June 18, 2010

1. Sometimes, China does an amazing job of accommodating nostalgia, even US nostalgia. Via, I spent the morning rewatching the crappy superhero cartoons of my 1970s childhood. The Superfriends have aged poorly, but it did make me feel like Saturday morning in a way that I haven't had a Saturday morning in a good long time. I reversed the usual Detroit UHF order and went for 50s B-movie horror (finishing 1956's The Werewolf) before delving into a standard comedy classic: this time, 1948's Abbott & Costello Meet Frankenstein (and Dracula and the Werewolf). Ah, it feels like a proper day off.

2. After getting a haircut in Shuangjing yesterday, I bought a cheap 2元 notebook that I have decided is going to be the Ultraman notebook. I'm doing all the preliminaries to get the notebook ready, and I'm getting super excited about it. The size of the notebook sheet is, as always, the first parameter, but I've been notebooking this project for a good long while. It's all very exciting.


June 16, 2010

1.Happy Dragon Boat Day. This is one of the rekindled, get our heritage back holidays that the Chinese Government has given to workers. I have the day off.

You are supposed to eat zhongzi, rice wrapped in bamboo with maybe meat or other surprises. I've eaten zhongzi, don't really dig the zhongzi, but when I'm out and about in the neighborhood later, as the token foreigner, if one is offered, and it will be, I'll take one for the team.

At least it's a festival about a poet:

"In the year 278 B.C., at the age of 37, [poet] Qu Yuan drowned himself in the Milo River. He clasped a heavy stone to his chest and leaped into the water. Knowing that Qu Yuan was a righteous man, the people of Chu rushed to the river to try to save him. The people desperately searched the waters in their boats looking for Qu Yuan but were unsuccessful in their attempt to rescue him. Every year the Dragon Boat Festival is celebrated to commemorate this attempt at rescuing Qu Yuan."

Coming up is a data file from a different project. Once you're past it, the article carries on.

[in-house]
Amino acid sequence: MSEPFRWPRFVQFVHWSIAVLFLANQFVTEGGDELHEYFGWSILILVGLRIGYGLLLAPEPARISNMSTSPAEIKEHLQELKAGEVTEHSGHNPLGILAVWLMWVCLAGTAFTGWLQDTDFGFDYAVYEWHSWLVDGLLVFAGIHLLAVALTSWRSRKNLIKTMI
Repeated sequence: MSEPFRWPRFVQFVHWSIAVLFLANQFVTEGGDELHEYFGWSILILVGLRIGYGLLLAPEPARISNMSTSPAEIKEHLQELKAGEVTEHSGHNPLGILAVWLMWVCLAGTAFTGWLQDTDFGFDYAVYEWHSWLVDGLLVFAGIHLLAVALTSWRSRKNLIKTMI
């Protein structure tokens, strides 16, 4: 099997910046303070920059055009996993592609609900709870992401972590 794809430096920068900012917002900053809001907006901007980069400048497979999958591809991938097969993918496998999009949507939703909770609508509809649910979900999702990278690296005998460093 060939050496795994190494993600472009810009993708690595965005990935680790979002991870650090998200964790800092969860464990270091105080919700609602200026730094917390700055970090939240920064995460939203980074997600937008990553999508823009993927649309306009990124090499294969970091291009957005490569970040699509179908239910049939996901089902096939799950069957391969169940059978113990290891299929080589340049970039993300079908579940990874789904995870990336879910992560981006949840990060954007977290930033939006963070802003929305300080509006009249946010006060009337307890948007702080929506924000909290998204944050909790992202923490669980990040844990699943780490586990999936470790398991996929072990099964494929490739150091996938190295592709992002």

You're also meant to throw rice into rivers and lakes on this day, so the fish will eat the rice and not the poet's body.

America's got nothing near like this for poets.

2. For all my bitching about mail, I got postcards from Sara Wintz and an amazing hand-done griff postcard from Geof Huth.

I got the latest installment of the Pretty Panicks score project from Ms. Wintz. I am going to give this score to Hadi, a student of mine whose the lead guitarist for a Chinese metal band. Hadi is a metal god on guitar.

If you look carefully enough at Geof's card, you can ascertain which parts dried first. It's really beautiful.

3. North Korea's goal against Brazil was more convincing than the US's goal against England.

4. I'm watching a lot of old boxing matches. For TV, they used to film the match, then add the commentary later; like, the Marciano - La Starva fight. The commentators use the present tense to seem like they're there, but then they announce "watch this power-packed right by Marciano that just misses" beforehand.

For all his faults, I think Howard Cosell was a brilliant fight caller, like Ernie Harwell or Harry Caray was to baseball.


June 10, 2010